Motivation is a photography blog that discusses the creative aspects of photography. The posts will include thoughts about images and their interpretation, photographers and their work, technique, workflow, my ongoing projects, and perhaps even the occasional off topic rant.

Photography Advice To A Beginner

I had mentioned in my last post that I was recently on a trip photographing in West Virginia’s Blackwater Falls State Park when a young woman came up to me asking for photography advice. More specifically, she said “I’m just a beginner in photography and, well, you look like you know what you’re doing and so I was wondering if you could give me some tips.”

I thought that was a rather open ended question and I recognized that here was the possibility of either really helping someone learn to experience the joy of photography, while perhaps also helping the public relations image of more experienced photographers, vs the option of being a real jerk. And I give the woman credit for exposing herself to the latter possibility, however, I chose the first response type :)

So I gave her three ‘tips’, and we spent about twenty minutes by our cars talking about them and she left, I hope, with some ideas as to how to embark upon ‘more serious’ photography. Here are the tips I gave her.

  • I explained to her the very basics of understanding and using her camera’s histogram - I asked her if she used her histogram and she responded that she knew it was there but wasn’t sure what it meant or how it was used and that instead she was using the camera’s LCD to assess her exposure. She pulled up an image of a deer she had shot alongside the road. It actually was very nice in terms of composition and then we pulled up the image histogram on the LCD. All the data was there, though shifted to the left quite a bit. But this gave us a good example of histogram shapes (clipping or not) and captured data. I did explain to her that despite the fact that the image looked good on the LCD it was actually underexposed……but that given that the data was all there it could be ‘fixed’ in processing.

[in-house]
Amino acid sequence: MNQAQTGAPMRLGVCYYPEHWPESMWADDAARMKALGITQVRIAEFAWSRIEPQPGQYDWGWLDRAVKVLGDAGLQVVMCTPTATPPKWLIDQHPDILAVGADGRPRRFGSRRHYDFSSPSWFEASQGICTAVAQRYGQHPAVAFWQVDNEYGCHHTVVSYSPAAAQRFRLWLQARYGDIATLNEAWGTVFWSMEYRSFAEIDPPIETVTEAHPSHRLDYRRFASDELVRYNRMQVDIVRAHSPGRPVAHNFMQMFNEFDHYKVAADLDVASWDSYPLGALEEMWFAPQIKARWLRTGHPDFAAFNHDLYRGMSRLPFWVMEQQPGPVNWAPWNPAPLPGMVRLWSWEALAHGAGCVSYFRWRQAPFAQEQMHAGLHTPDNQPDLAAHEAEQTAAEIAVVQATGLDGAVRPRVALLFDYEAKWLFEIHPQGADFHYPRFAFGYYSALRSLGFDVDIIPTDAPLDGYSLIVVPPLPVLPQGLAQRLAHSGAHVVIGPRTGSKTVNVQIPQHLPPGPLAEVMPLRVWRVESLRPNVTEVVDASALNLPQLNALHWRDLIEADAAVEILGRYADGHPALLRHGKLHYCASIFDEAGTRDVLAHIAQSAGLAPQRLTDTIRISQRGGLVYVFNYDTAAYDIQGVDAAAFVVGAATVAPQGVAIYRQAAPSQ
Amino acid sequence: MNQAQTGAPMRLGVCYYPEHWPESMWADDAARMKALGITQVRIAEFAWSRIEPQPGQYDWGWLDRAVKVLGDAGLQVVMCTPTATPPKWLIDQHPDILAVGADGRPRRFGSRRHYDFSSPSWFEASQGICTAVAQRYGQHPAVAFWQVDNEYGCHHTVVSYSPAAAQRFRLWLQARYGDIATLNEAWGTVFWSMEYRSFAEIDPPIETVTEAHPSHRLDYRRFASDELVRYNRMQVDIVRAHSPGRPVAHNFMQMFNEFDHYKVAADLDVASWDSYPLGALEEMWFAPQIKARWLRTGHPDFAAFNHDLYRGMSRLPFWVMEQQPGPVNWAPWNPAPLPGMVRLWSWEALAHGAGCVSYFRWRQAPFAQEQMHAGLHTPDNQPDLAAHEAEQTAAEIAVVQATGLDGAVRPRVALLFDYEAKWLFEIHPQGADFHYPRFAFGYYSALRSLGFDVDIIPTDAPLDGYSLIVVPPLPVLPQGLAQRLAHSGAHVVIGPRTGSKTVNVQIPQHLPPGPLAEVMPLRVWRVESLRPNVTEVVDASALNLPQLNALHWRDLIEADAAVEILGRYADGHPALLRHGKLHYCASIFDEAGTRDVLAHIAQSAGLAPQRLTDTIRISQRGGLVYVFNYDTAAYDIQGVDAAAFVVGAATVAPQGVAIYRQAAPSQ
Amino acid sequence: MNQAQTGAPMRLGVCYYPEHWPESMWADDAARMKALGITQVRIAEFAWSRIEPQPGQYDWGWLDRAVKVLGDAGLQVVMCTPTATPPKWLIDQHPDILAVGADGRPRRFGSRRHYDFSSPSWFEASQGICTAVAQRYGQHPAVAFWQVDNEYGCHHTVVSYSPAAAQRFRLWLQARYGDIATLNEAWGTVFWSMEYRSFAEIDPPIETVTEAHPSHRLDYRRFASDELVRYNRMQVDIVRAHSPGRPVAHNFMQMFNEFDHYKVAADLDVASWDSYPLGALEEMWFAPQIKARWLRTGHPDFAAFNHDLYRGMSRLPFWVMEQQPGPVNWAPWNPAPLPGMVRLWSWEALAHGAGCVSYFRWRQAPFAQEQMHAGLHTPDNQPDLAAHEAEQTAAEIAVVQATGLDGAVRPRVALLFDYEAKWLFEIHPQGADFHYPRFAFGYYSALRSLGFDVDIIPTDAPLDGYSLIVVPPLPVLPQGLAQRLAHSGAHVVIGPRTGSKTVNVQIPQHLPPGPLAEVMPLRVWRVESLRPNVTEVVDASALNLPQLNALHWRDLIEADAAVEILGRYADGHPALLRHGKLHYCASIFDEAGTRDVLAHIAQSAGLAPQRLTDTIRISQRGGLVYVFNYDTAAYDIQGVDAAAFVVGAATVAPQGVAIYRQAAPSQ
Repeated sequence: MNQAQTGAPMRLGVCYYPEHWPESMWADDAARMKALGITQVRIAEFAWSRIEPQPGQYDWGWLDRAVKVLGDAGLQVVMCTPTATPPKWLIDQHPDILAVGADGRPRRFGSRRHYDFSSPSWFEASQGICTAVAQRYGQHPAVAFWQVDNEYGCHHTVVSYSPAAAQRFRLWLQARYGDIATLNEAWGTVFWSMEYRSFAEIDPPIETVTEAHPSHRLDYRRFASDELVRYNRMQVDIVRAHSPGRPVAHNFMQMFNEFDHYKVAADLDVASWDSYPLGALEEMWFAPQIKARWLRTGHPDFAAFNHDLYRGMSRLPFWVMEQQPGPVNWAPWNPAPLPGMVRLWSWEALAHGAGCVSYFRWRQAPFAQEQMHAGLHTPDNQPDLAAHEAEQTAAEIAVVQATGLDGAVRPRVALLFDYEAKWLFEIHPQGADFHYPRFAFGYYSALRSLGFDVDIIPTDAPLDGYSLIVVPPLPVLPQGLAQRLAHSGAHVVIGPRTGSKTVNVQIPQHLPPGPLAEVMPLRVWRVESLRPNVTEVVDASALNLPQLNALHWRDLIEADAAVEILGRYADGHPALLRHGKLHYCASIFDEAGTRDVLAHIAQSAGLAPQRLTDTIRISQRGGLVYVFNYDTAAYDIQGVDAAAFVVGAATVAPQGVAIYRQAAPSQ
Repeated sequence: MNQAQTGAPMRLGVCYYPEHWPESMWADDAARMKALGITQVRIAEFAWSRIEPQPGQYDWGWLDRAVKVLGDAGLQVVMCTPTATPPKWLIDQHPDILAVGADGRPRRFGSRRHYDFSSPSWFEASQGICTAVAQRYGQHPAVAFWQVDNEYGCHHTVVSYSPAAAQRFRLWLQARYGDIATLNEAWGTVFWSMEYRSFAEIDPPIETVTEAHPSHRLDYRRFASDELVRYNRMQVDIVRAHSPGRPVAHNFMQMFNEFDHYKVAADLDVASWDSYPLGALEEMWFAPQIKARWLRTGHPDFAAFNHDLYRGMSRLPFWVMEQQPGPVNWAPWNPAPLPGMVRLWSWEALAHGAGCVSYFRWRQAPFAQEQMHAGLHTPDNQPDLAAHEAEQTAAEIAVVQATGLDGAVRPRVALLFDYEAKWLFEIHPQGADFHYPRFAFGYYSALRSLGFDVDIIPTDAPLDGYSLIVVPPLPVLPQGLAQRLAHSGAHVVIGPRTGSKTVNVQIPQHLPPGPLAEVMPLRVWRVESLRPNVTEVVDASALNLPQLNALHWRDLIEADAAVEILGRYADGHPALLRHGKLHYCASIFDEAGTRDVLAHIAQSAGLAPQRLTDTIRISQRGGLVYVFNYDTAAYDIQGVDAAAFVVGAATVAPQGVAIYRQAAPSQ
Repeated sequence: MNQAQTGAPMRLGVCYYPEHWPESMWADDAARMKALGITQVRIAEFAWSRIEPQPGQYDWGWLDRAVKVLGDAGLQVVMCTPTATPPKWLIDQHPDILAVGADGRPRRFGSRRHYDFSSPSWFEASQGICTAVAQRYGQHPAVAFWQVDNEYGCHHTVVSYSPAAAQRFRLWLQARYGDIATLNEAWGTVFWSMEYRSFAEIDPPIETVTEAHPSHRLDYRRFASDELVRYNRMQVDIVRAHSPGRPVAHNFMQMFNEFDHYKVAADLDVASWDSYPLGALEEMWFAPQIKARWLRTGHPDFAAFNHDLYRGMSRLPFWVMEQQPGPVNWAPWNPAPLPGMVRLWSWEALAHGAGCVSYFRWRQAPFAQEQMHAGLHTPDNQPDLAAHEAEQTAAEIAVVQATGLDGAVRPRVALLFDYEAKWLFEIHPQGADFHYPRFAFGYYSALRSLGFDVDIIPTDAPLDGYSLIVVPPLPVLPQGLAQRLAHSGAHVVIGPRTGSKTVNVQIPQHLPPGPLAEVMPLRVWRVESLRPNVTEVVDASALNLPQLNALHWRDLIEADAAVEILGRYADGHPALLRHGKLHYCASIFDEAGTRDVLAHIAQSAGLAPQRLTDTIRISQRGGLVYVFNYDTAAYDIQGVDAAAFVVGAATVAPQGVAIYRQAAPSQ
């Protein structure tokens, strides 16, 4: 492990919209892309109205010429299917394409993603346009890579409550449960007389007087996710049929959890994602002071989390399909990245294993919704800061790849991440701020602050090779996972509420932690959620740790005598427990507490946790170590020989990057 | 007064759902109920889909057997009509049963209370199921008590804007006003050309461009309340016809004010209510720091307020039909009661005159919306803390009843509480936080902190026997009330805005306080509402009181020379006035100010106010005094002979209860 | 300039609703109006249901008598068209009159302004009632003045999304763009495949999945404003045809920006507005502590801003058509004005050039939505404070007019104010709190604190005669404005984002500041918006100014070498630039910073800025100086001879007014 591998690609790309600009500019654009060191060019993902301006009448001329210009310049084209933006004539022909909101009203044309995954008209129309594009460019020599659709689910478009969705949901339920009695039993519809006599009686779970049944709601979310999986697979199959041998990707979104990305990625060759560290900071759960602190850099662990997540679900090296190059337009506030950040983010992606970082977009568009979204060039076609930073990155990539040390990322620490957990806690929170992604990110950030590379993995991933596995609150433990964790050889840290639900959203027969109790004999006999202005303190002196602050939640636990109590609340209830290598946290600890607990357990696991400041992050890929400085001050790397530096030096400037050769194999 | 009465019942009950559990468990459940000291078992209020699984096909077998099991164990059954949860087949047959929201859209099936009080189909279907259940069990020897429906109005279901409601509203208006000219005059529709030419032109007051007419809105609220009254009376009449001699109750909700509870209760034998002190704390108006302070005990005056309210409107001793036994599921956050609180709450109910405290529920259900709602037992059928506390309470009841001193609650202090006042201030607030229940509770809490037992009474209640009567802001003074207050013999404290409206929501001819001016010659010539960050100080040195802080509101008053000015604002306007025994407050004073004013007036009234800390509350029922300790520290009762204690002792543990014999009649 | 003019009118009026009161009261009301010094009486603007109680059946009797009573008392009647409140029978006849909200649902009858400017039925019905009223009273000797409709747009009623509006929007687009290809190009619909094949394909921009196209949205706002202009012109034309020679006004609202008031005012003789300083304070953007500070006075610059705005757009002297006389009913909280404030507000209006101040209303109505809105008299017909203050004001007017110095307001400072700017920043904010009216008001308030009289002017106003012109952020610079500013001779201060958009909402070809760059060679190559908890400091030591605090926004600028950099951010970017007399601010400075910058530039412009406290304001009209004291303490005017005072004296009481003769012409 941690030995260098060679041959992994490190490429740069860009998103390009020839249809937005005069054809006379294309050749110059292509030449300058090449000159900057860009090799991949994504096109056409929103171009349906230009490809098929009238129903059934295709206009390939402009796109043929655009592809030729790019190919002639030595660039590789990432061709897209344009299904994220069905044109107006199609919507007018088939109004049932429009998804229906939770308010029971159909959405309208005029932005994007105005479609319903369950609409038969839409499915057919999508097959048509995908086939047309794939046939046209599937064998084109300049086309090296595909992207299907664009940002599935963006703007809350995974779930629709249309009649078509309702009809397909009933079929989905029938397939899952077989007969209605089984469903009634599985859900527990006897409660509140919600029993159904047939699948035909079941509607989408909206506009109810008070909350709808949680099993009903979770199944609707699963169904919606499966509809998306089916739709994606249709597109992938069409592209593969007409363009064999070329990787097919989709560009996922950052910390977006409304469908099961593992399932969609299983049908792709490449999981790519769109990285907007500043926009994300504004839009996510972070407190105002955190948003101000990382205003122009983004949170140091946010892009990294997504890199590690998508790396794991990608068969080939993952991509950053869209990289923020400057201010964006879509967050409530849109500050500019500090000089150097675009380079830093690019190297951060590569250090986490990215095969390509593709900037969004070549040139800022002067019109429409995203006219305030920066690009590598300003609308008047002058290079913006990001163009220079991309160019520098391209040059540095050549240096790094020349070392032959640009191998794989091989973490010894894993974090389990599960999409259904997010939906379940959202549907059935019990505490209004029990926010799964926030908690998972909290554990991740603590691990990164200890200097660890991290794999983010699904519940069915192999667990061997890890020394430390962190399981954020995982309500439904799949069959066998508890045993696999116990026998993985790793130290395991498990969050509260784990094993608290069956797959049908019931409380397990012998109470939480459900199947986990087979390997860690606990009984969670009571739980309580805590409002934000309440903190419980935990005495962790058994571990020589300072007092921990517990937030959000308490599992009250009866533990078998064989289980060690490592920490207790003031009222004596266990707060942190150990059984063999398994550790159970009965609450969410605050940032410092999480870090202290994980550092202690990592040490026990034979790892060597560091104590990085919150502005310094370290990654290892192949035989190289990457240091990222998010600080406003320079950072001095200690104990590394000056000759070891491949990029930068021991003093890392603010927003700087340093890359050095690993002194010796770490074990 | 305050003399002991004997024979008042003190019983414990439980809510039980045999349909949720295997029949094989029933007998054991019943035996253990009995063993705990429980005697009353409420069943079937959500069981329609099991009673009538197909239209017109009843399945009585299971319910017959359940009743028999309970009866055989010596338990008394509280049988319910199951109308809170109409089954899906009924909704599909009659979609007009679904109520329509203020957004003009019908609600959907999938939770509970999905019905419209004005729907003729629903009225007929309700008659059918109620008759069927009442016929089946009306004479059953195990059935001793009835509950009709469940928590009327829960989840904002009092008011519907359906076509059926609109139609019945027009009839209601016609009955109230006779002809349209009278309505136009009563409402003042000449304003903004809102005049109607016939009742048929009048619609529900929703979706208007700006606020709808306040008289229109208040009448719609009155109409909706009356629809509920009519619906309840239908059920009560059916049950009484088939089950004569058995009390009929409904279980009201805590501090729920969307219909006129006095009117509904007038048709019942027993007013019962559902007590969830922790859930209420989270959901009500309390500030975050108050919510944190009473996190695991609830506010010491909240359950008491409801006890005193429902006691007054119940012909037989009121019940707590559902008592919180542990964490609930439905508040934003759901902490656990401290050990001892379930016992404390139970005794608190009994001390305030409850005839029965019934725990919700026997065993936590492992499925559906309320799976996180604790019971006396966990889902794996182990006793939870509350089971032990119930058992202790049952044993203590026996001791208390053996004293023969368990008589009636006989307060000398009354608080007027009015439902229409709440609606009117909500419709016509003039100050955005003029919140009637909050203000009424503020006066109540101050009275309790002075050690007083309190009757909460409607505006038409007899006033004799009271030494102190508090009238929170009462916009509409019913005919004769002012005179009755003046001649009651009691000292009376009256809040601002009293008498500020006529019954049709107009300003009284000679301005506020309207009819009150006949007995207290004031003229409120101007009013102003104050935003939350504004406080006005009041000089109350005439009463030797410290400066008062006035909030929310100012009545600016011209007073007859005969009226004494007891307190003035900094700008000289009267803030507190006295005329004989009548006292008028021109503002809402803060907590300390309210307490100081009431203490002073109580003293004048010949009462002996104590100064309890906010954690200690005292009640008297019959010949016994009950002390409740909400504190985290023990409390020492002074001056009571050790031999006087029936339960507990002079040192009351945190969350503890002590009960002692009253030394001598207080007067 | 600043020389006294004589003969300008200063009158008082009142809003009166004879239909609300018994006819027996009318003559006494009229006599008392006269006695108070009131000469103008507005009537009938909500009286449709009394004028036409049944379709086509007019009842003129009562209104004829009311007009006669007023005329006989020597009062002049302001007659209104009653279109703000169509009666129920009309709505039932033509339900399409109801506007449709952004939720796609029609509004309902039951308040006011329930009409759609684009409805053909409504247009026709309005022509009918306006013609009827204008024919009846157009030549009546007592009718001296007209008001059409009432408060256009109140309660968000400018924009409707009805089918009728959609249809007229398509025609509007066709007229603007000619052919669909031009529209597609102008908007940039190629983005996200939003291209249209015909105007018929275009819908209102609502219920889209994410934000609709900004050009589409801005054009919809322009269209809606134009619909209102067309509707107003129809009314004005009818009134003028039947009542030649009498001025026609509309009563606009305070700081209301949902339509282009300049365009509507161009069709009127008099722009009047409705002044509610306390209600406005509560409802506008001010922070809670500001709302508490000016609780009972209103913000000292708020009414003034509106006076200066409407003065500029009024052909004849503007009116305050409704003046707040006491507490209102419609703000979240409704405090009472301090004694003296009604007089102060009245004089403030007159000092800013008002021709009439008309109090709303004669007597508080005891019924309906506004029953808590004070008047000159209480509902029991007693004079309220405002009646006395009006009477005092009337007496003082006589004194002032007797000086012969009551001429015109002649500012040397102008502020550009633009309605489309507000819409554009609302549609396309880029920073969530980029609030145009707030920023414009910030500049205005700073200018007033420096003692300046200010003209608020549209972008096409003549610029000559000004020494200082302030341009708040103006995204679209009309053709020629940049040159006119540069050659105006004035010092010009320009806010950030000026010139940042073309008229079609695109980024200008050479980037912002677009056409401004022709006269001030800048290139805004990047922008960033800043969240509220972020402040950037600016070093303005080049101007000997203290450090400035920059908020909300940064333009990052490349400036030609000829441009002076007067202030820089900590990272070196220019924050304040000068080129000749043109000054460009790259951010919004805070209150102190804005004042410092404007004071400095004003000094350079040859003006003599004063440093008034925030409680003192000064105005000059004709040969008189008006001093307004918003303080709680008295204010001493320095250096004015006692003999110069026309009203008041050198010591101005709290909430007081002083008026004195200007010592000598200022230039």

• I suggested she use a tripod for landscapes in order to slow down and better compose as well as to be able to use longer shutter speeds - She said that she actually did have one in her truck, but that she hadn’t been using it much. I explained that there are definitely instances where it isn’t necessary, or frankly detrimental, but that in some instances it is essentially obligatory (think silky water with long shutter speeds).

  • I suggested that she experiment and be willing to try out all sorts of new things and to get creative with ideas in the sense of ‘I wonder what that might look like if’….. - I actually showed her the image from my last post that was created using intentional camera movement and she was fascinated, having never seen that kind of image before. I told her she should just be willing to try anything she thinks might be interesting, after all it’s digital and there’s no cost (though I don’t think she was old enough to remember having to spend money on film, get it developed, and wait several days to see the result). Unfortunately, I am old enough to remember that :0

I believe that she left happy to have received some help and she thanked me. Knowing that this was to be a brief parking lot type conversation, I’m curious as to what other ‘tips’ you might have offered to a beginner?